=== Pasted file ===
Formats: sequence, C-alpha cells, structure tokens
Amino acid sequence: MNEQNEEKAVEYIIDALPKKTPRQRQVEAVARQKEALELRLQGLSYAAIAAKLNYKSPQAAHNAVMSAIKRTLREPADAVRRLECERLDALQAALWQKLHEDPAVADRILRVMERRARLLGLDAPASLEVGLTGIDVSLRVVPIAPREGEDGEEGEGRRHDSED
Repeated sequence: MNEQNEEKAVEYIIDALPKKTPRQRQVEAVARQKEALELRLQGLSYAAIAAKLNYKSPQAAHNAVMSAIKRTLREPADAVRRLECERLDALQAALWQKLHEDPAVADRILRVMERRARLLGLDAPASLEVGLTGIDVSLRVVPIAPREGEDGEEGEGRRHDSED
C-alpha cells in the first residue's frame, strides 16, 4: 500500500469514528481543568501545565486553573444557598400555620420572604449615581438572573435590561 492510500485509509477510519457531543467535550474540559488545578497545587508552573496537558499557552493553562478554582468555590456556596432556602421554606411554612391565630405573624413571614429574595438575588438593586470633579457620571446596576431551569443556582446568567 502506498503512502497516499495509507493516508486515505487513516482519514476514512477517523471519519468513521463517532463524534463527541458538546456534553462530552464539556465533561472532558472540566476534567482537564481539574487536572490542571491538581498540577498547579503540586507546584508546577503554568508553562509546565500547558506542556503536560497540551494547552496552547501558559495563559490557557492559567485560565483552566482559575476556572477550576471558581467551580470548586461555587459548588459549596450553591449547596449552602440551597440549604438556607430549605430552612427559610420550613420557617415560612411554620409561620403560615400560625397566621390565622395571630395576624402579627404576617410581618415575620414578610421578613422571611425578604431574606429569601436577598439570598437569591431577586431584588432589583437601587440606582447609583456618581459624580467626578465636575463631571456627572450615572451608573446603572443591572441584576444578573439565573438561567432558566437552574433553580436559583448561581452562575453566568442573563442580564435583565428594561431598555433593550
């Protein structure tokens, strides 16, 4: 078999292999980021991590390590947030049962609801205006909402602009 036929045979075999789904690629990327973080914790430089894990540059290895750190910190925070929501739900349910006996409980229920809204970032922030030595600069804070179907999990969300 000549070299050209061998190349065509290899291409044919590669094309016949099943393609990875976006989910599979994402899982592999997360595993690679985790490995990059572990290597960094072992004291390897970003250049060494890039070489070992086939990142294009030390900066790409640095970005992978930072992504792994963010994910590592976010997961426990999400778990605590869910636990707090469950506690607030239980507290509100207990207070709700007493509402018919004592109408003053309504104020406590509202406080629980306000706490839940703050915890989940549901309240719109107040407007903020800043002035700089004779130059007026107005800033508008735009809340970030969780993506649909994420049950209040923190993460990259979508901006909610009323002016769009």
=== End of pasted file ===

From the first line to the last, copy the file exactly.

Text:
Formats: sequence, C-alpha cells, structure tokens
Amino acid sequence: MNEQNEEKAVEYIIDALPKKTPRQRQVEAVARQKEALELRLQGLSYAAIAAKLNYKSPQAAHNAVMSAIKRTLREPADAVRRLECERLDALQAALWQKLHEDPAVADRILRVMERRARLLGLDAPASLEVGLTGIDVSLRVVPIAPREGEDGEEGEGRRHDSED
Repeated sequence: MNEQNEEKAVEYIIDALPKKTPRQRQVEAVARQKEALELRLQGLSYAAIAAKLNYKSPQAAHNAVMSAIKRTLREPADAVRRLECERLDALQAALWQKLHEDPAVADRILRVMERRARLLGLDAPASLEVGLTGIDVSLRVVPIAPREGEDGEEGEGRRHDSED
C-alpha cells in the first residue's frame, strides 16, 4: 500500500469514528481543568501545565486553573444557598400555620420572604449615581438572573435590561 492510500485509509477510519457531543467535550474540559488545578497545587508552573496537558499557552493553562478554582468555590456556596432556602421554606411554612391565630405573624413571614429574595438575588438593586470633579457620571446596576431551569443556582446568567 502506498503512502497516499495509507493516508486515505487513516482519514476514512477517523471519519468513521463517532463524534463527541458538546456534553462530552464539556465533561472532558472540566476534567482537564481539574487536572490542571491538581498540577498547579503540586507546584508546577503554568508553562509546565500547558506542556503536560497540551494547552496552547501558559495563559490557557492559567485560565483552566482559575476556572477550576471558581467551580470548586461555587459548588459549596450553591449547596449552602440551597440549604438556607430549605430552612427559610420550613420557617415560612411554620409561620403560615400560625397566621390565622395571630395576624402579627404576617410581618415575620414578610421578613422571611425578604431574606429569601436577598439570598437569591431577586431584588432589583437601587440606582447609583456618581459624580467626578465636575463631571456627572450615572451608573446603572443591572441584576444578573439565573438561567432558566437552574433553580436559583448561581452562575453566568442573563442580564435583565428594561431598555433593550
């Protein structure tokens, strides 16, 4: 078999292999980021991590390590947030049962609801205006909402602009 036929045979075999789904690629990327973080914790430089894990540059290895750190910190925070929501739900349910006996409980229920809204970032922030030595600069804070179907999990969300 000549070299050209061998190349065509290899291409044919590669094309016949099943393609990875976006989910599979994402899982592999997360595993690679985790490995990059572990290597960094072992004291390897970003250049060494890039070489070992086939990142294009030390900066790409640095970005992978930072992504792994963010994910590592976010997961426990999400778990605590869910636990707090469950506690607030239980507290509100207990207070709700007493509402018919004592109408003053309504104020406590509202406080629980306000706490839940703050915890989940549901309240719109107040407007903020800043002035700089004779130059007026107005800033508008735009809340970030969780993506649909994420049950209040923190993460990259979508901006909610009323002016769009």